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A California teacher is behind bars with bail set at $100,000 after she allegedly followed through on what students thought was a teasing offer of “free haircuts.“ Police were called to Visalia’s University Preparatory High School on Wednesday in response to an Instagram video that appeared to show science teacher Margaret Gieszinger using scissors to chop off a student’s hair during a first-period chemistry class. Hair flew amid the teacher’s loud rendition of “The Star-Spangled Banner,“ per the Visalia Times-Delta, which adds Gieszinger stopped the male student as he tried to get away. “You’re not done,“ she allegedly said, and continued cutting. Gieszinger then was said to have grabbed the hair of a female student before kids screamed and ran for the classroom door.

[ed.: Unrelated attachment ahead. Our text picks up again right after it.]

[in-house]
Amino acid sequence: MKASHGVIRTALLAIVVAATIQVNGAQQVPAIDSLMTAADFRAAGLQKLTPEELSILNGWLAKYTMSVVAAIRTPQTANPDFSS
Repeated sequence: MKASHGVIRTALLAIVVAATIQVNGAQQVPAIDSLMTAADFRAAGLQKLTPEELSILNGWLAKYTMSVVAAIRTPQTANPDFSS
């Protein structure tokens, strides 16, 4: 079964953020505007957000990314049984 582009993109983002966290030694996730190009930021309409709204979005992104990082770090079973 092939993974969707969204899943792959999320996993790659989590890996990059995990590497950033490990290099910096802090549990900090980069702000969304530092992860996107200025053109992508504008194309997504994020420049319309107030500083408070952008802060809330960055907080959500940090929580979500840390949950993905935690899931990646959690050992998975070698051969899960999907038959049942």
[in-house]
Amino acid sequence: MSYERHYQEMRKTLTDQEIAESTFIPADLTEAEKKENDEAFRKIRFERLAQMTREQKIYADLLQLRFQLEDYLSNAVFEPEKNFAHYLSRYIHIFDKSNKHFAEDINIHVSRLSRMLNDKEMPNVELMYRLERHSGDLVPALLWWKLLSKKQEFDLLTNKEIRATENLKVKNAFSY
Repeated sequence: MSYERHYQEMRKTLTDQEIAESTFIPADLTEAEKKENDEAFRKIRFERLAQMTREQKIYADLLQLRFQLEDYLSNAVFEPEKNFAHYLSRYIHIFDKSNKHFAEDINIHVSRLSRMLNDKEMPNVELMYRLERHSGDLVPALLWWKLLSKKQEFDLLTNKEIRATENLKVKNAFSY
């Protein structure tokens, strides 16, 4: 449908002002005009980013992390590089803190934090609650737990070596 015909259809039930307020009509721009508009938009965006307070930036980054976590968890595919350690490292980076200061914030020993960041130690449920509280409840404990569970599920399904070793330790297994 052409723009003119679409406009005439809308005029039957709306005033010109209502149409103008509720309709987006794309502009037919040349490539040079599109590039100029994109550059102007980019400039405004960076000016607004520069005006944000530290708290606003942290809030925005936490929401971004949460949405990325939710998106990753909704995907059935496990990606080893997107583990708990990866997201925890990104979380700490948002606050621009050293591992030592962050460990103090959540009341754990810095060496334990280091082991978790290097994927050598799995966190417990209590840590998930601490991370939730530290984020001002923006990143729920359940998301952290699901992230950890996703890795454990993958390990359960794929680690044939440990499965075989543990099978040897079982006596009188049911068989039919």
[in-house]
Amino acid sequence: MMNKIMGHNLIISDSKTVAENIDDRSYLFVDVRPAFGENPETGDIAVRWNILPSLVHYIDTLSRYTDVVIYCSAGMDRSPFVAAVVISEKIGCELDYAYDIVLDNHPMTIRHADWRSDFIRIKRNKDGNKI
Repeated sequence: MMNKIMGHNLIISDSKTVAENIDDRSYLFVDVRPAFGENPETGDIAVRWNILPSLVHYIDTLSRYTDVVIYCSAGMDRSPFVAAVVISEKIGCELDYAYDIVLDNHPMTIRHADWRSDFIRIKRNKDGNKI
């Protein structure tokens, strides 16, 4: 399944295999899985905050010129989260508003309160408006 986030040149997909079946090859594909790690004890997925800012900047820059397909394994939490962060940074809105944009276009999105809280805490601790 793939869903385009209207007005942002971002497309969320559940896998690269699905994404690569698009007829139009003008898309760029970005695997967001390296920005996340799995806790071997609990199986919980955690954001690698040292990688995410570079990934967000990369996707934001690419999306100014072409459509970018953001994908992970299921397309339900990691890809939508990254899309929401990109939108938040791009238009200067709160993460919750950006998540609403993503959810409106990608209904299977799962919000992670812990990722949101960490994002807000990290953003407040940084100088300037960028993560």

Two days earlier, Gieszinger had claimed students were responsible for a test that had gone missing, a parent tells the Times-Delta. “They asked for help from administrators on Monday but were told they had to go back to class,“ one parent says. One student describes the behavior as out of character for the 52-year-old teacher, later arrested at her home on suspicion of felony child endangerment, per “Loving and kind,“ she’s “usually all smiles and laughs. This is not the Miss G. we know and love,“ the student tells the Times-Delta. But: “I hope I never have to see her at the school again,“ another student tells KFSN. “I can never see her as a respectable authority figure in my life.“ Gieszinger was handed two-week suspensions for unknown reasons in 2007 and 2016.

Nearly Half of Young Adults Live at Home in This State